A month doesn’t go by without me seeing my therapist. I need regular relief from the mind-sapping double whammy of the digital and material worlds. My nature demands that I stop the world for a few hours to reflect, recuperate and reconnect (with myself, others and the environment). So I’ve been going to the same place for treatment and healing since I was a junior copywriter back in the 1980s. That place (or more to the point, sanctuary) is the National Gallery of Victoria (NGV).
For me, art has always been a therapeutic balm for a spent brain (adland drains every drop of creative juice from a creative’s mind). Gazing at an artwork is so renewing in itself; colours, textures and movements can express a million other possibilities, liberating me from the limits of my own imagination. But when I read the copy on artwork labels (also known as wall text) giving stylistic analyses and biographical information about the artist, I am left feeling underwhelmed at best, and inadequate at worst. For all its noble intentions, wall text has a habit of perpetuating the notion that the high status of art is a mysterious thing, fathomable only to the initiated few. Most of the time, I try to avoid this blurb, and just let the art speak to me, even if I don’t get it.
So here I am, wandering aimlessly through the NGV, seeking the healing powers of an artwork to draw me in and reveal its fascination. With more than 68,000 artworks spanning thousands of years to choose from, where do I begin today?
Then, from the corner of my eye, I spot a small circle on the wall emanating a vibrant tangerine hue. I turn my head to take a closer view. I see that it is a round sticker below Pierre Bonnard’s La Siesta. It sparks my curiosity and I make a direct detour to the painting. As I approach it, the white on tangerine words come into clearer focus —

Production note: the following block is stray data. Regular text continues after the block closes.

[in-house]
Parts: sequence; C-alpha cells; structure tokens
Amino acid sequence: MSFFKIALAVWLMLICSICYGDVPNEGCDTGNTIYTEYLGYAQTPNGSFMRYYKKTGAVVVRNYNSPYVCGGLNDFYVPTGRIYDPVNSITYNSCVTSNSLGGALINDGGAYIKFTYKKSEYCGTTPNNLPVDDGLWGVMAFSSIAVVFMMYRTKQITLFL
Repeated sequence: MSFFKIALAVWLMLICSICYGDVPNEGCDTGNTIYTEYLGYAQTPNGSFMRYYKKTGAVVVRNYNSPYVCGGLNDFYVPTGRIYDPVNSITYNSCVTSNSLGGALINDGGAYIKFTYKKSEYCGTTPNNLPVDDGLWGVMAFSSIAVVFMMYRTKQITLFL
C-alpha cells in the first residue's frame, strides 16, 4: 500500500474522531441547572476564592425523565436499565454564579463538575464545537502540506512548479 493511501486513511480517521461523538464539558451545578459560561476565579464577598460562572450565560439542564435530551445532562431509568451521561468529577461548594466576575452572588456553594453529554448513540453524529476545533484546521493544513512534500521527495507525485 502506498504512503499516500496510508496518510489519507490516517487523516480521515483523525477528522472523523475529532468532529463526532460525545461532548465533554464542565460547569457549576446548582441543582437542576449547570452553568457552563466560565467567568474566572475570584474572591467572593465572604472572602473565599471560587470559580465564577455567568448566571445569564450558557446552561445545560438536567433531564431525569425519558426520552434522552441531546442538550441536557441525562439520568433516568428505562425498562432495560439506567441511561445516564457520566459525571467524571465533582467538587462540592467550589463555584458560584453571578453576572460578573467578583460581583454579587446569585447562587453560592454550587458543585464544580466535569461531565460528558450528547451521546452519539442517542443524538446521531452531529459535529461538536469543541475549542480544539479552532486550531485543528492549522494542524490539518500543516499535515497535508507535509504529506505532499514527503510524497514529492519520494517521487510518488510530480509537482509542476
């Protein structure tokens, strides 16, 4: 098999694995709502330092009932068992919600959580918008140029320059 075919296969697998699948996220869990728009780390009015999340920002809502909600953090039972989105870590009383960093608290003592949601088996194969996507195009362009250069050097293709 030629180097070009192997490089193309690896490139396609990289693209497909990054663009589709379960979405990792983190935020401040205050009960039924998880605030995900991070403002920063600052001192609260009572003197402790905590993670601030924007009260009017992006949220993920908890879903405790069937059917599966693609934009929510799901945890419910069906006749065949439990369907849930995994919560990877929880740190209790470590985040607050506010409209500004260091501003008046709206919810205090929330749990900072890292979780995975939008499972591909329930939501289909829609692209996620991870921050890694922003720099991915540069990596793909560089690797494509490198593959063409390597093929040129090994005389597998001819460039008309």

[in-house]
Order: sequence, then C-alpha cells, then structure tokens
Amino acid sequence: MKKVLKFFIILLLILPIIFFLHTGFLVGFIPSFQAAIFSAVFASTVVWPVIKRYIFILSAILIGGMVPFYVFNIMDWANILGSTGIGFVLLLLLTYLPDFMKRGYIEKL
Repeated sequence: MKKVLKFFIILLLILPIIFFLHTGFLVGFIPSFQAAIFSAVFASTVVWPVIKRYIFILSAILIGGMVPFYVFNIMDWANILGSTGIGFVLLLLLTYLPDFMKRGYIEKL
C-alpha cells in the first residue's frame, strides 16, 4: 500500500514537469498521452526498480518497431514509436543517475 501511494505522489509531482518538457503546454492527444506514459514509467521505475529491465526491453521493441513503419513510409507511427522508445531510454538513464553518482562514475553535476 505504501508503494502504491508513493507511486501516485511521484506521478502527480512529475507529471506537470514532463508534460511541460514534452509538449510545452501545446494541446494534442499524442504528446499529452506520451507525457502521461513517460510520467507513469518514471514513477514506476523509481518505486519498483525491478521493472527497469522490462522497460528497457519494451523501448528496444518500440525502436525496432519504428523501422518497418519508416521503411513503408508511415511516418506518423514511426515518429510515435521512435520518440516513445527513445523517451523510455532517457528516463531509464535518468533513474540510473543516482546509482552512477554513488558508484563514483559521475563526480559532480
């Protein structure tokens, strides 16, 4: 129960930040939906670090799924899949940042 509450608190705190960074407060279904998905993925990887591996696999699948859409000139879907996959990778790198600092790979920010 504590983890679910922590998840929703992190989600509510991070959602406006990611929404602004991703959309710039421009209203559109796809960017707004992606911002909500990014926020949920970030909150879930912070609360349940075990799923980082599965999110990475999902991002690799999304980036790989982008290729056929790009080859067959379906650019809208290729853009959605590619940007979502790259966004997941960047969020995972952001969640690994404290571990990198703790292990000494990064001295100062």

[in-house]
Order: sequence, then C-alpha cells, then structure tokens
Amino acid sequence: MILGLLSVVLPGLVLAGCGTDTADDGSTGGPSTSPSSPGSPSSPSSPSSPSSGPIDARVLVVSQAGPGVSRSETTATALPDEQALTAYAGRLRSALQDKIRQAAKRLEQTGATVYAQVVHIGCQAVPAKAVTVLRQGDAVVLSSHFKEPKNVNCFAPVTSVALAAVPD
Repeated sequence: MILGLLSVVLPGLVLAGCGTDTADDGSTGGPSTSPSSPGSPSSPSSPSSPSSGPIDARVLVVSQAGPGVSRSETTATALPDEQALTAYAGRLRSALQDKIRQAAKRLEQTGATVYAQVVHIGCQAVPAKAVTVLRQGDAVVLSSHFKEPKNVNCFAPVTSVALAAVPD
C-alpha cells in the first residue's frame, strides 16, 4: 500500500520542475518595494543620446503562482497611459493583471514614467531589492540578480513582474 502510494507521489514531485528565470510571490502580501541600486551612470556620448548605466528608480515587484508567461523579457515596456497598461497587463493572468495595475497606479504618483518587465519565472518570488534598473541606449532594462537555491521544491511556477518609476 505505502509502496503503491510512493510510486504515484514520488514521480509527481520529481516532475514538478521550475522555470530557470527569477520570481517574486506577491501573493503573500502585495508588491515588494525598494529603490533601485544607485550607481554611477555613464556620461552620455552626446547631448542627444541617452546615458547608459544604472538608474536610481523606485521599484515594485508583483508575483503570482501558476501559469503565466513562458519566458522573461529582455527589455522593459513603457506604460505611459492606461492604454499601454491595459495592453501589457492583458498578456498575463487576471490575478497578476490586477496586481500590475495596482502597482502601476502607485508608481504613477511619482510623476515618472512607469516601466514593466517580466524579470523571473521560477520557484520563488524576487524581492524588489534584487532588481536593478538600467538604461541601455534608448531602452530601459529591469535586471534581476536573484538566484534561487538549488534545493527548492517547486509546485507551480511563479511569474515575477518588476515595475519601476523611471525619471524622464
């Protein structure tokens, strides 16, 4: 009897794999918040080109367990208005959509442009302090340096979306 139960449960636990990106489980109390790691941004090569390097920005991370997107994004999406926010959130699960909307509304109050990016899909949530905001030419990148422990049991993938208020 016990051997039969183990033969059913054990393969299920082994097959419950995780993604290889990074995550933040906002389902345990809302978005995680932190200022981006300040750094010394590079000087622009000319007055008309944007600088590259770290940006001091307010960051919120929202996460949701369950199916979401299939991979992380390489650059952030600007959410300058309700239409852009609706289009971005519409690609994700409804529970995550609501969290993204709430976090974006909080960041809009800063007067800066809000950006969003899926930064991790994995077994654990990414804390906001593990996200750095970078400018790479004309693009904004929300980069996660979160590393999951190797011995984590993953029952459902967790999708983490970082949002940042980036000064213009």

Now that’s a headline that hits me where I live. It is a classic feature (art) benefit (therapy) headline that talks directly to the target audience desire for reconnecting with self, others and the environment (according to social researcher Hugh Mackay’s Ten Desires That Drive Us).
But this copywriting smarts is only the beginning of it. And the selections from the Art as Therapy series shown here are masterclasses in great copywriting for all, from the seasoned to the neophyte.
As I read the wall text expanding on the headline, I am hooked in from the very first word to the final full stop — not just for the elegant writing but also the resonating proposition that it makes. My immediate thought: I must share this with my students and subscribers. It proves everything I believed about the craft of copywriting. While popular belief has it that copywriting is purely a selling tool, a dark art (Madmen style) used solely for the purpose of making people buy stuff, there is another side of copywriting. And it’s right bang in the middle of its two cousins, poetry and speech writing.
I’ve worked on enough commercial and non-commercial projects to know that the craft of copywriting is a powerful light-art (for storytelling conservation, education, social housing and climate justice) as it is a trusty old dark-art. And here I stand in the NGV where Alain de Botton (The School of Life) and John Armstrong (University of Melbourne), demonstrate my point perfectly in their project, Art as Therapy. They also demonstrate a clear communication strategy, which I have translated into the following Communication Brief:
Back to where I’m standing — before Pierre Bonnard’s La Siesta — my first encounter with the total genius of copywriting that is Art As Therapy. The image tells half the story (a naked woman resting on the bed) and its accompanying (and provocative) headline tells the other half of the story. In a salacious mind, the story could easily go off into sexual fantasy land. But no, the writer is in full control of his craft, directing the reader exactly where he wants them to go.